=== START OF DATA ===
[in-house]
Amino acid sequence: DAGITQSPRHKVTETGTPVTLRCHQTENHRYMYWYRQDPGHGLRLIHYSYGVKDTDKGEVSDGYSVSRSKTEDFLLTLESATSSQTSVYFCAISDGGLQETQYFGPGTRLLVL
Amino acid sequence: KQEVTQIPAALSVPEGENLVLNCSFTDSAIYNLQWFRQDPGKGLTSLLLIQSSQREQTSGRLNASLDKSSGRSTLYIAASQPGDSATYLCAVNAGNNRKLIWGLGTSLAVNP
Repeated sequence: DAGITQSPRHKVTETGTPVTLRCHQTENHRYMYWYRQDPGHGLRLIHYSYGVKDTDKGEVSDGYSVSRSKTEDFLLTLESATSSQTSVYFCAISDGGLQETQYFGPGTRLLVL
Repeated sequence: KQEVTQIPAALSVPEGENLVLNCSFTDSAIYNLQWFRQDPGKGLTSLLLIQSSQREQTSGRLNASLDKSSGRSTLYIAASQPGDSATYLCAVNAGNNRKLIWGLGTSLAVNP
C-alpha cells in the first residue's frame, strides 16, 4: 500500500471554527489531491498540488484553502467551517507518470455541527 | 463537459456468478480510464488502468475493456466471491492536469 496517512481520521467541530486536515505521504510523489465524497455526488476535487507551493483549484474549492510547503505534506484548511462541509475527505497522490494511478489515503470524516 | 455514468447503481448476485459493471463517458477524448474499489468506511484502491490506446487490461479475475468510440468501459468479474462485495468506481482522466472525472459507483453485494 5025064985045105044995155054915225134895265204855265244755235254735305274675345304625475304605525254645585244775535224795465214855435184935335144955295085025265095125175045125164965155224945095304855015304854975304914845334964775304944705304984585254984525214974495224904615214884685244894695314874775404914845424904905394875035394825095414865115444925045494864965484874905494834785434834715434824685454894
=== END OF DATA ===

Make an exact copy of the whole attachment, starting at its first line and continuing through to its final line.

[in-house]
Amino acid sequence: DAGITQSPRHKVTETGTPVTLRCHQTENHRYMYWYRQDPGHGLRLIHYSYGVKDTDKGEVSDGYSVSRSKTEDFLLTLESATSSQTSVYFCAISDGGLQETQYFGPGTRLLVL
Amino acid sequence: KQEVTQIPAALSVPEGENLVLNCSFTDSAIYNLQWFRQDPGKGLTSLLLIQSSQREQTSGRLNASLDKSSGRSTLYIAASQPGDSATYLCAVNAGNNRKLIWGLGTSLAVNP
Repeated sequence: DAGITQSPRHKVTETGTPVTLRCHQTENHRYMYWYRQDPGHGLRLIHYSYGVKDTDKGEVSDGYSVSRSKTEDFLLTLESATSSQTSVYFCAISDGGLQETQYFGPGTRLLVL
Repeated sequence: KQEVTQIPAALSVPEGENLVLNCSFTDSAIYNLQWFRQDPGKGLTSLLLIQSSQREQTSGRLNASLDKSSGRSTLYIAASQPGDSATYLCAVNAGNNRKLIWGLGTSLAVNP
C-alpha cells in the first residue's frame, strides 16, 4: 500500500471554527489531491498540488484553502467551517507518470455541527 | 463537459456468478480510464488502468475493456466471491492536469 496517512481520521467541530486536515505521504510523489465524497455526488476535487507551493483549484474549492510547503505534506484548511462541509475527505497522490494511478489515503470524516 | 455514468447503481448476485459493471463517458477524448474499489468506511484502491490506446487490461479475475468510440468501459468479474462485495468506481482522466472525472459507483453485494 5025064985045105044995155054915225134895265204855265244755235254735305274675345304625475304605525254645585244775535224795465214855435184935335144955295085025265095125175045125164965155224945095304855015304854975304914845334964775304944705304984585254984525214974495224904615214884685244894695314874775404914845424904905394875035394825095414865115444925045494864965484874905494834785434834715434824685454894